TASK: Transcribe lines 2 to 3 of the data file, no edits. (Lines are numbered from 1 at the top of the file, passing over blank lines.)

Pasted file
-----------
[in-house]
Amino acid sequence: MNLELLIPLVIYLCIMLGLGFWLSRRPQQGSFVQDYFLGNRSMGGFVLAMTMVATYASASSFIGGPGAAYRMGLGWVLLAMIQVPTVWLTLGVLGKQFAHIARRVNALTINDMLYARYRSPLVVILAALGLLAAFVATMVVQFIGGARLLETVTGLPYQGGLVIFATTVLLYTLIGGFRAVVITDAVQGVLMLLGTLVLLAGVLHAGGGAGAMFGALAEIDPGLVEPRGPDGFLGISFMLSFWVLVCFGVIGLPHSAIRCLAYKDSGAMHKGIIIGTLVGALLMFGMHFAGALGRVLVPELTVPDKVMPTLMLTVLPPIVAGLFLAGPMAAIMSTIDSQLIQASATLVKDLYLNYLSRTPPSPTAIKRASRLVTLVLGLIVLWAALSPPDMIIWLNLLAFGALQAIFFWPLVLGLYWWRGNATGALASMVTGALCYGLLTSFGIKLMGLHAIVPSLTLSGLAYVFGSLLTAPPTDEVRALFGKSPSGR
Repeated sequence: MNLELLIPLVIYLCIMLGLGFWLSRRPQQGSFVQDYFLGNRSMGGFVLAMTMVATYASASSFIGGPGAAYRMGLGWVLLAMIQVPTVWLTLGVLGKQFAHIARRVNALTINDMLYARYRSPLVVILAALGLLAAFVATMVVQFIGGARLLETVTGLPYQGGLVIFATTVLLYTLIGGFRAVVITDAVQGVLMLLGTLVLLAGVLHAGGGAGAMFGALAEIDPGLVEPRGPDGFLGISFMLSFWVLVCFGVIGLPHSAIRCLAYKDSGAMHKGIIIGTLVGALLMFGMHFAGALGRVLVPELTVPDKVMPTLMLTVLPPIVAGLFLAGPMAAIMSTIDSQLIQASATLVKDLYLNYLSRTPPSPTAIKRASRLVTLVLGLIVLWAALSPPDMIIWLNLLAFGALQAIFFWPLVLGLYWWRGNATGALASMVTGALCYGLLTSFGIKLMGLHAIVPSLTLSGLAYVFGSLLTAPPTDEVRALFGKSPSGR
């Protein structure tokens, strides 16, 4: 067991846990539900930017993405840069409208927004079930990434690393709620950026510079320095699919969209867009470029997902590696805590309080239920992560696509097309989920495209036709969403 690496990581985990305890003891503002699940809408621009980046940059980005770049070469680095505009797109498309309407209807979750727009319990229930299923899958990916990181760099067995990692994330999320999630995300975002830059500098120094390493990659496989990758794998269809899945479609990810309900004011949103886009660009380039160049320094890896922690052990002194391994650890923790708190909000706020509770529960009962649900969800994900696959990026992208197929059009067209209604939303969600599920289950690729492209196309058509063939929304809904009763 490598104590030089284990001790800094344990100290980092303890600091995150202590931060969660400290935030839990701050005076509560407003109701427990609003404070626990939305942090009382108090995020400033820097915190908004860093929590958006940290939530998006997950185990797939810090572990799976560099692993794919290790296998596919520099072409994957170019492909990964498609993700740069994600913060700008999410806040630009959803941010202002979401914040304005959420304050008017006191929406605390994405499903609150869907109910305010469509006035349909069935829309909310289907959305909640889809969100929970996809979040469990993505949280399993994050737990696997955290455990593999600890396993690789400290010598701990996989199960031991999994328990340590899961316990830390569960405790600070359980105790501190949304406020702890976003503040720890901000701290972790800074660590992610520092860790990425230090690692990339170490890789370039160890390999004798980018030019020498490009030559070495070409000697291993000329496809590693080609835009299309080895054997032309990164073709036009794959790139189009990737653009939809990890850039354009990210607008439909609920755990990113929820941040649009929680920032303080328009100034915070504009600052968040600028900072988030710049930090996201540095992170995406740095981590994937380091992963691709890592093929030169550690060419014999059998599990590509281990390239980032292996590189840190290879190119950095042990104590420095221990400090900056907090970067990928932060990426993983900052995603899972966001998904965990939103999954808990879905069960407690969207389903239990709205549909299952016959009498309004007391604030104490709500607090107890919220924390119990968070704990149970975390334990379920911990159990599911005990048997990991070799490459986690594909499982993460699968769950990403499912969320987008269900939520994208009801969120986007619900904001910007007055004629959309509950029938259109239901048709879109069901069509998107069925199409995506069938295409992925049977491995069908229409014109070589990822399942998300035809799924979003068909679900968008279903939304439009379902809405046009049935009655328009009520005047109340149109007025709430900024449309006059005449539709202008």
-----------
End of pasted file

Amino acid sequence: MNLELLIPLVIYLCIMLGLGFWLSRRPQQGSFVQDYFLGNRSMGGFVLAMTMVATYASASSFIGGPGAAYRMGLGWVLLAMIQVPTVWLTLGVLGKQFAHIARRVNALTINDMLYARYRSPLVVILAALGLLAAFVATMVVQFIGGARLLETVTGLPYQGGLVIFATTVLLYTLIGGFRAVVITDAVQGVLMLLGTLVLLAGVLHAGGGAGAMFGALAEIDPGLVEPRGPDGFLGISFMLSFWVLVCFGVIGLPHSAIRCLAYKDSGAMHKGIIIGTLVGALLMFGMHFAGALGRVLVPELTVPDKVMPTLMLTVLPPIVAGLFLAGPMAAIMSTIDSQLIQASATLVKDLYLNYLSRTPPSPTAIKRASRLVTLVLGLIVLWAALSPPDMIIWLNLLAFGALQAIFFWPLVLGLYWWRGNATGALASMVTGALCYGLLTSFGIKLMGLHAIVPSLTLSGLAYVFGSLLTAPPTDEVRALFGKSPSGR
Repeated sequence: MNLELLIPLVIYLCIMLGLGFWLSRRPQQGSFVQDYFLGNRSMGGFVLAMTMVATYASASSFIGGPGAAYRMGLGWVLLAMIQVPTVWLTLGVLGKQFAHIARRVNALTINDMLYARYRSPLVVILAALGLLAAFVATMVVQFIGGARLLETVTGLPYQGGLVIFATTVLLYTLIGGFRAVVITDAVQGVLMLLGTLVLLAGVLHAGGGAGAMFGALAEIDPGLVEPRGPDGFLGISFMLSFWVLVCFGVIGLPHSAIRCLAYKDSGAMHKGIIIGTLVGALLMFGMHFAGALGRVLVPELTVPDKVMPTLMLTVLPPIVAGLFLAGPMAAIMSTIDSQLIQASATLVKDLYLNYLSRTPPSPTAIKRASRLVTLVLGLIVLWAALSPPDMIIWLNLLAFGALQAIFFWPLVLGLYWWRGNATGALASMVTGALCYGLLTSFGIKLMGLHAIVPSLTLSGLAYVFGSLLTAPPTDEVRALFGKSPSGR